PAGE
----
Vice President-elect Kamala Harris is America.
She is a patchwork quilt that so many proud Americans can relate to. Oh, yes, and she’s a woman—the first woman to be Vice President of America. She isn’t shattering a glass ceiling, she is doing much more than that, she is building a whole new edifice. She has a history of “firsts,” and the vice-presidency is just one more to add to that list.
Harris became the first Black American to represent California in the United States Senate. She was the first Black American and woman to serve as California’s Attorney General. Harris was also the first woman and person of color to serve as San Francisco’s district attorney. Now, she will serve as the first Black American and South Asian vice president.
Harris has a heart for people, a trait one can see comes from her early surroundings. Her father, Donald Harris was Jamaican and her mother, Shyamala Gopalan, was an Indian-American immigrant. Harris along with her sister, Maya, grew up in a predominantly Black neighborhood in Berkeley, California.
She grew up in a melting pot of cultures, raised and reared by highly-educated parents. Her mother was a biologist who worked on breast cancer research and her father was a professor emeritus of economics at Stanford University. It’s no doubt that the seeds of success and humanity were planted in her childhood.
Her parents met during the Civil Rights movement and were both activists. They took part in protests for civil rights, the Vietnam War and voting rights. When Harris and Maya were born, they observed their parents fighting for civil rights, which obviously left an impression. It’s stated in her bio on www.harris.senate.gov, “the example of courageous leaders like Thurgood Marshall, Constance Baker Motley, and Charles Hamilton Houston, Kamala learned the kind of character it requires to stand up to the powerful, and resolved to spend her life advocating for those who could not defend themselves.”
Her character was constantly being shaped as she received her education from Howard University and a law degree from the University of California, Hastings. At Howard University, she became a member of the Alpha Kappa Alpha sorority, an organization with 300,000 members, which has a rich history of promoting social activism. But often times, true character is revealed at home.
Harris is married to lawyer, Doug Emhoff, who will be the first “second gentleman” and the first Jewish spouse of a vice president. She is a stepmother to Cole and Ella, Emhoff’s children from a previous marriage. In an interview with Elle Magazine in 2019, Harris spoke about how she and her husband took their time introducing her into his children’s lives.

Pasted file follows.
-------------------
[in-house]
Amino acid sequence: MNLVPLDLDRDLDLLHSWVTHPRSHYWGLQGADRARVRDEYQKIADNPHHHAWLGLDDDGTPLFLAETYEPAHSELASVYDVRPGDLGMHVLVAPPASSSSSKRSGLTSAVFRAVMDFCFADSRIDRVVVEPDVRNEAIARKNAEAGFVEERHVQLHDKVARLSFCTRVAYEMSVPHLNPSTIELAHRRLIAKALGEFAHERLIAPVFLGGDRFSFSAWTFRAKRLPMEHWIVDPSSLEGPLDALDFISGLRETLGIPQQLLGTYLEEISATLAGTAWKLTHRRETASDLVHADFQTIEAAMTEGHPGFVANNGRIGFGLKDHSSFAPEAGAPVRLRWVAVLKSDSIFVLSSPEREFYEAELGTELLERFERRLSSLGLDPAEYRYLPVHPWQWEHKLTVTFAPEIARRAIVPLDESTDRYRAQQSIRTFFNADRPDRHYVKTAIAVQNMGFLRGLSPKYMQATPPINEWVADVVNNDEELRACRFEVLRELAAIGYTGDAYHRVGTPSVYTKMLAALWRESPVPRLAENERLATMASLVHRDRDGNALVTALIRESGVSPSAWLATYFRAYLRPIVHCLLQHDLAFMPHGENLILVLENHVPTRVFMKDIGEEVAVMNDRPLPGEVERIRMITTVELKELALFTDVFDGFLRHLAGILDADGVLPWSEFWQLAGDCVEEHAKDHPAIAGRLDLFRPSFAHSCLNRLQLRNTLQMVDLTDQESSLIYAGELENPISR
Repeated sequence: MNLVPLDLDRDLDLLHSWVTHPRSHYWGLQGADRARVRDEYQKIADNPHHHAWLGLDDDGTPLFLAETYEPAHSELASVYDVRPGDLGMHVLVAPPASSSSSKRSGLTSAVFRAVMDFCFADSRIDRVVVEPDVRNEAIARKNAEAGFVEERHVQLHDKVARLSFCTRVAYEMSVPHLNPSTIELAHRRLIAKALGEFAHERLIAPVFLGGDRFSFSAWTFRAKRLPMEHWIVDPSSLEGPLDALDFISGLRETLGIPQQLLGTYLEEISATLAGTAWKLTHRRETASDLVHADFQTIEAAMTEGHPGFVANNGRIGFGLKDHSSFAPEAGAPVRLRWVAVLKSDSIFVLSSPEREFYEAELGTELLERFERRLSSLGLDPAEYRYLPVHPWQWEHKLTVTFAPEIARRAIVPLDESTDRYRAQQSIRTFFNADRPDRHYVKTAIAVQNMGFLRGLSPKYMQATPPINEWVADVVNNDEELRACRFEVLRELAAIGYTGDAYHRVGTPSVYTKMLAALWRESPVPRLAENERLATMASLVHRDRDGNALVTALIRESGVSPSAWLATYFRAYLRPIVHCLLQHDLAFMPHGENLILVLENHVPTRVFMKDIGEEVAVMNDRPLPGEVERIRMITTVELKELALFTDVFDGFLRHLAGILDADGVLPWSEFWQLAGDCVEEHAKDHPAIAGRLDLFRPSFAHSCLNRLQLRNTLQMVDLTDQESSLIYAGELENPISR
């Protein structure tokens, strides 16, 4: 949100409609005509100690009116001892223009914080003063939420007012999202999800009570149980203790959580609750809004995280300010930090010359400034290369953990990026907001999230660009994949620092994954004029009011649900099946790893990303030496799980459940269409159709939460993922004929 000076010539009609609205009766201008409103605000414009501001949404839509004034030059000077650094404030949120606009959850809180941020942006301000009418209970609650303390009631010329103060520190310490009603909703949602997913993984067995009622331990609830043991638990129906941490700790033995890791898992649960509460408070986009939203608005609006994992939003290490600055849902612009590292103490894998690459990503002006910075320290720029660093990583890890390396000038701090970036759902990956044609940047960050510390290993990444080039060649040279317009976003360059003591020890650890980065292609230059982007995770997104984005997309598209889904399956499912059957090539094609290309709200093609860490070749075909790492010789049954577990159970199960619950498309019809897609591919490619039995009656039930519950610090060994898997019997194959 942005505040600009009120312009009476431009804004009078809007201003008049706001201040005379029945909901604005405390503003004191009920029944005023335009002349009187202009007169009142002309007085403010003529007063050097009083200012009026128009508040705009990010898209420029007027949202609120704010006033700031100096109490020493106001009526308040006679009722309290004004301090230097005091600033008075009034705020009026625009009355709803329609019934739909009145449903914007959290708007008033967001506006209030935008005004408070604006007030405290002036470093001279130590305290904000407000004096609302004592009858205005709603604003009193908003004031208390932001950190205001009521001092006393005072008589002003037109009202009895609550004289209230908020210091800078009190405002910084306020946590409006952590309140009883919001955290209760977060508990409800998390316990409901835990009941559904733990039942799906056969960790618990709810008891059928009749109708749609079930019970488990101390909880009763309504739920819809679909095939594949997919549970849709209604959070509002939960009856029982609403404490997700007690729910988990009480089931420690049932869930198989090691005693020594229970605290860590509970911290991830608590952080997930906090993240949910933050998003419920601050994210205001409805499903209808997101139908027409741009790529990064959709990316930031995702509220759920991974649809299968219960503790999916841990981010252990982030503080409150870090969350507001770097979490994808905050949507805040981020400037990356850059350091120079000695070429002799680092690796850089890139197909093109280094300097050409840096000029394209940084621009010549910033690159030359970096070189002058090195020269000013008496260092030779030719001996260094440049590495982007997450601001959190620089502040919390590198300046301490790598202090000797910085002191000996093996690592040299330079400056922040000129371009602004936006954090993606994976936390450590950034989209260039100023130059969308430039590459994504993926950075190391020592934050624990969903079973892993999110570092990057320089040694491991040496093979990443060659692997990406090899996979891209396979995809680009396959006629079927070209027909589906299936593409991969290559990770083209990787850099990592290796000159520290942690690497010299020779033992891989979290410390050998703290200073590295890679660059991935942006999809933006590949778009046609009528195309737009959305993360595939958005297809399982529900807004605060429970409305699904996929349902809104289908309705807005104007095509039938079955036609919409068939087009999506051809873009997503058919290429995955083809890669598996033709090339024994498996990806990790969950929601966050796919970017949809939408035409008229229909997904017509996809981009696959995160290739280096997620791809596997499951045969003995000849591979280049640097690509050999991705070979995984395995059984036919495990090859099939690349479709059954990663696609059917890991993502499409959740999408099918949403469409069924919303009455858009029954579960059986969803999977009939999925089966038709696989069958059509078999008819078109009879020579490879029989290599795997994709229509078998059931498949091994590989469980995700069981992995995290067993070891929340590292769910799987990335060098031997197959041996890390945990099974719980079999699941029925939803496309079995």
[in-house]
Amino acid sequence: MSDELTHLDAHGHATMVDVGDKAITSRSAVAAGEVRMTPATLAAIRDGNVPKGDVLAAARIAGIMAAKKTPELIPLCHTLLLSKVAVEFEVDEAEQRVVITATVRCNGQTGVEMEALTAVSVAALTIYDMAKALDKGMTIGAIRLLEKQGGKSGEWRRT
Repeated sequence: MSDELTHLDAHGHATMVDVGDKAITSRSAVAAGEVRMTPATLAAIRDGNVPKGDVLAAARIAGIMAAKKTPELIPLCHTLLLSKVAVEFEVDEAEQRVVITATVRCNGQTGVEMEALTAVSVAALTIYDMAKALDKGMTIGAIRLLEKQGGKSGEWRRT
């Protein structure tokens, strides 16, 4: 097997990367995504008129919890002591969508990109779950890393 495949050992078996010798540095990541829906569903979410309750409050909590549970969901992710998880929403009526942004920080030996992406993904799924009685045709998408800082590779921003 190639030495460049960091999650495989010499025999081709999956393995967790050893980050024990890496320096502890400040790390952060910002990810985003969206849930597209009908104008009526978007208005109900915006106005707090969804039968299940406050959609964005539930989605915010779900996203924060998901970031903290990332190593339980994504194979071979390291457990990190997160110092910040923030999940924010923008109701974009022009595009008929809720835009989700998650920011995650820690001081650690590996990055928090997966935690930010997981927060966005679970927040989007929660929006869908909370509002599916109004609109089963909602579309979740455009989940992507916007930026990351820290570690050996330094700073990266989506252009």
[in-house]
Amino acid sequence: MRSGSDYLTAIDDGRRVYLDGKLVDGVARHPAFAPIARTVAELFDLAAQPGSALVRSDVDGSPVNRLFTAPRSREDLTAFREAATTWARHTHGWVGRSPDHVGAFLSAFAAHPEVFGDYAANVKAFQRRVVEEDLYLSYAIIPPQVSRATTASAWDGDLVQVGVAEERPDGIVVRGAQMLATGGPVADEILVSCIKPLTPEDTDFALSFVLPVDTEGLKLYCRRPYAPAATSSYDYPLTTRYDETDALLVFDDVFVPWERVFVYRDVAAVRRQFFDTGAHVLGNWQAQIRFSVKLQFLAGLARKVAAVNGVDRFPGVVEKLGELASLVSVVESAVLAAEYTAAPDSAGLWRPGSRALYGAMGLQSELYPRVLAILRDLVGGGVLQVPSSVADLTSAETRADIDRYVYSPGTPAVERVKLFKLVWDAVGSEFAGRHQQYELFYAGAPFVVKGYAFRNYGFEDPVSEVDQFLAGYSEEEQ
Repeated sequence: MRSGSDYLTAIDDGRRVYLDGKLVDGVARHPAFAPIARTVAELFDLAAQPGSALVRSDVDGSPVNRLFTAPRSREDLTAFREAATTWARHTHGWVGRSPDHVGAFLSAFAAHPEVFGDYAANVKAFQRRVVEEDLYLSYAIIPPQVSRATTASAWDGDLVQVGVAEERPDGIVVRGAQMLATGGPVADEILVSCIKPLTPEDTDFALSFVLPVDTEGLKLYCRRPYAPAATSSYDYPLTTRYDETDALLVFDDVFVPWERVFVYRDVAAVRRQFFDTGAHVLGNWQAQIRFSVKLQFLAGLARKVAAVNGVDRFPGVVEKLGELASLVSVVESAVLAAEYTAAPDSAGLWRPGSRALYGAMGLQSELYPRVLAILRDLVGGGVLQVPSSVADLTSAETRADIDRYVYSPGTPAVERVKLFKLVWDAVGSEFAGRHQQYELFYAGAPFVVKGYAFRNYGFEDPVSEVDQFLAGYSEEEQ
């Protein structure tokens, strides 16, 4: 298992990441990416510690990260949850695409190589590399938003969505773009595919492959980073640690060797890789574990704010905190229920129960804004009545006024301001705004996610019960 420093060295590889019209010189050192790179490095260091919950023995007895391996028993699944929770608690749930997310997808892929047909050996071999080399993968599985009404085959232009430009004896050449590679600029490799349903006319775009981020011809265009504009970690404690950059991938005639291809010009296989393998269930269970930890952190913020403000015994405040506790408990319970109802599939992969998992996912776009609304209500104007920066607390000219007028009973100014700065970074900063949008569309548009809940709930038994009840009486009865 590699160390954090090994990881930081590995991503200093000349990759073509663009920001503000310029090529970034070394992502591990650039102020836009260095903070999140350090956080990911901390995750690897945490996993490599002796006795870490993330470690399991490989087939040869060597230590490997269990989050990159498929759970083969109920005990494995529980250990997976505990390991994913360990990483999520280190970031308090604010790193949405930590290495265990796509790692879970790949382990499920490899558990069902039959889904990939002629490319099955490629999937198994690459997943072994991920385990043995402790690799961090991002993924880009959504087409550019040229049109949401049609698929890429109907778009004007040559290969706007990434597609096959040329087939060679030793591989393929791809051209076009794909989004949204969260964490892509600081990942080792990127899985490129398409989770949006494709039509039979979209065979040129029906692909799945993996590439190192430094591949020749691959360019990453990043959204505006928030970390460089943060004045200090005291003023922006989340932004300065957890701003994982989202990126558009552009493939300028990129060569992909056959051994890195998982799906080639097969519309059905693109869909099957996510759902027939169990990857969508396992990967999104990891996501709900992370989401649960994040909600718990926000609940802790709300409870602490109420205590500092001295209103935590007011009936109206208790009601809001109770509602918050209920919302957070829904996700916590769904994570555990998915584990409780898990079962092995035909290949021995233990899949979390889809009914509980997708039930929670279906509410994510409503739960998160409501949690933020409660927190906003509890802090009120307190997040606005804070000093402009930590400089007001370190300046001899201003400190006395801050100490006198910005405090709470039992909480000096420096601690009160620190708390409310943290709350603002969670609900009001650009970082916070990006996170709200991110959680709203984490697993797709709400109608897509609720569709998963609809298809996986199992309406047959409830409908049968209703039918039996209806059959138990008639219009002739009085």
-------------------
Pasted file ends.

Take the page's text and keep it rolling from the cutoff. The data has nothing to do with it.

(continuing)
Here’s what Harris had to say about her blended family, “And I was determined not to insert myself in their lives until Doug and I had established we were in this for the long haul. Children need consistency; I didn’t want to insert myself into their lives as a temporary fixture because I didn’t want to disappoint them. There’s nothing worse than disappointing a child.”
This may seem like a small thing but it speaks largely of Harris’ character. She doesn’t take her responsibilities lightly and she doesn’t charge her way into situations either. She takes everything into consideration with her family and she plans to do the same thing with the country as well.
Harris is a longtime supporter and attendee of Bakewell Media and the L.A. Sentinel’s Taste of Soul Family Festival. Moving through a crowd of 350,000 plus, she never came across as campaigning. She chose to commune with people. She has a way of making people feel like they are a part of her family.
In 2015, she shared about Taste of Soul, “It’s one of the most enjoyable things I do all year, but it’s so important. Where else do you have all the community turn out and it’s about family, it’s about love of community, it’s about supporting our local businesses—it’s really one of the most important events all year in Los Angeles.”
During an interview held at the Sentinel in 2016 with California Black Publishers and Media on the importance of the Black vote, then Attorney General, Harris stated, “I learned a long time ago, that as a candidate, you can never get comfortable and that you have to run and continue running as if you are behind.”
She would go on to say what could be seen as a future prediction on her vice presidency win, “I have always and will continue to put my faith in God, not in polls, so me and my campaign will continue working and fighting to put the issues of this campaign before the people with the hope that we will be victorious in November.”
One may say Harris was destined to be on this path because she would set the tone for so many to follow. She has given possibility a face to women and people of color that many in the country recognize and see in the mirror. She is a woman of integrity, honor and grace.
Kamala Harris is our U.S. Vice President-elect, our American symbol of hope for a better tomorrow.